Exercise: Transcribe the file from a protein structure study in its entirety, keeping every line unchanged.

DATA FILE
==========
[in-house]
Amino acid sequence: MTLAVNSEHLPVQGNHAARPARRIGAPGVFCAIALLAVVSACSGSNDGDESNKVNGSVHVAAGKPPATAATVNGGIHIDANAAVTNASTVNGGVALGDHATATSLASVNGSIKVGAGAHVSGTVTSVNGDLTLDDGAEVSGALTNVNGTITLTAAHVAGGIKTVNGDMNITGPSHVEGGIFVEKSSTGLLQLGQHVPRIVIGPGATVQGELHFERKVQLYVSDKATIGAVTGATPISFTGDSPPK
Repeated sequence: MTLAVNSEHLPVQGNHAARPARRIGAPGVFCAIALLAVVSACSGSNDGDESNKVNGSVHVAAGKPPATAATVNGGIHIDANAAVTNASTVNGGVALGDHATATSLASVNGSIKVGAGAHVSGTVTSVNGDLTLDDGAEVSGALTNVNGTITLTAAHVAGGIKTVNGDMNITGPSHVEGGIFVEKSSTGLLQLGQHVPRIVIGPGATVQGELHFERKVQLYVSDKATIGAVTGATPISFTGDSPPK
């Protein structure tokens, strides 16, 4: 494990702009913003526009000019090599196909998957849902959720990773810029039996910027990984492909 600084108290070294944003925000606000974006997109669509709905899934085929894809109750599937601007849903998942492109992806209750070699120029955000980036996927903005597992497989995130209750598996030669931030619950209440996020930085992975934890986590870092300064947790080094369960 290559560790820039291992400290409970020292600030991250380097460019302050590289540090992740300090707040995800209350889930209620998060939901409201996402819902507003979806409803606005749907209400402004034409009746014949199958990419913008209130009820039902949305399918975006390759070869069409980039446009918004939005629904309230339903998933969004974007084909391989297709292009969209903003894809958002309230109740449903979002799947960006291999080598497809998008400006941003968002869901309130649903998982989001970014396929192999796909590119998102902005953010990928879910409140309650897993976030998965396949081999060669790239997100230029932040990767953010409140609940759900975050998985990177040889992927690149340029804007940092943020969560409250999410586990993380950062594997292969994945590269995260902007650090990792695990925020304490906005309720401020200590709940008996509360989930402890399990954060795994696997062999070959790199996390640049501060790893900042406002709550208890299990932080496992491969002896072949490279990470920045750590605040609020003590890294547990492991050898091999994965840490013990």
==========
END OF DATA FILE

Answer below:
[in-house]
Amino acid sequence: MTLAVNSEHLPVQGNHAARPARRIGAPGVFCAIALLAVVSACSGSNDGDESNKVNGSVHVAAGKPPATAATVNGGIHIDANAAVTNASTVNGGVALGDHATATSLASVNGSIKVGAGAHVSGTVTSVNGDLTLDDGAEVSGALTNVNGTITLTAAHVAGGIKTVNGDMNITGPSHVEGGIFVEKSSTGLLQLGQHVPRIVIGPGATVQGELHFERKVQLYVSDKATIGAVTGATPISFTGDSPPK
Repeated sequence: MTLAVNSEHLPVQGNHAARPARRIGAPGVFCAIALLAVVSACSGSNDGDESNKVNGSVHVAAGKPPATAATVNGGIHIDANAAVTNASTVNGGVALGDHATATSLASVNGSIKVGAGAHVSGTVTSVNGDLTLDDGAEVSGALTNVNGTITLTAAHVAGGIKTVNGDMNITGPSHVEGGIFVEKSSTGLLQLGQHVPRIVIGPGATVQGELHFERKVQLYVSDKATIGAVTGATPISFTGDSPPK
């Protein structure tokens, strides 16, 4: 494990702009913003526009000019090599196909998957849902959720990773810029039996910027990984492909 600084108290070294944003925000606000974006997109669509709905899934085929894809109750599937601007849903998942492109992806209750070699120029955000980036996927903005597992497989995130209750598996030669931030619950209440996020930085992975934890986590870092300064947790080094369960 290559560790820039291992400290409970020292600030991250380097460019302050590289540090992740300090707040995800209350889930209620998060939901409201996402819902507003979806409803606005749907209400402004034409009746014949199958990419913008209130009820039902949305399918975006390759070869069409980039446009918004939005629904309230339903998933969004974007084909391989297709292009969209903003894809958002309230109740449903979002799947960006291999080598497809998008400006941003968002869901309130649903998982989001970014396929192999796909590119998102902005953010990928879910409140309650897993976030998965396949081999060669790239997100230029932040990767953010409140609940759900975050998985990177040889992927690149340029804007940092943020969560409250999410586990993380950062594997292969994945590269995260902007650090990792695990925020304490906005309720401020200590709940008996509360989930402890399990954060795994696997062999070959790199996390640049501060790893900042406002709550208890299990932080496992491969002896072949490279990470920045750590605040609020003590890294547990492991050898091999994965840490013990």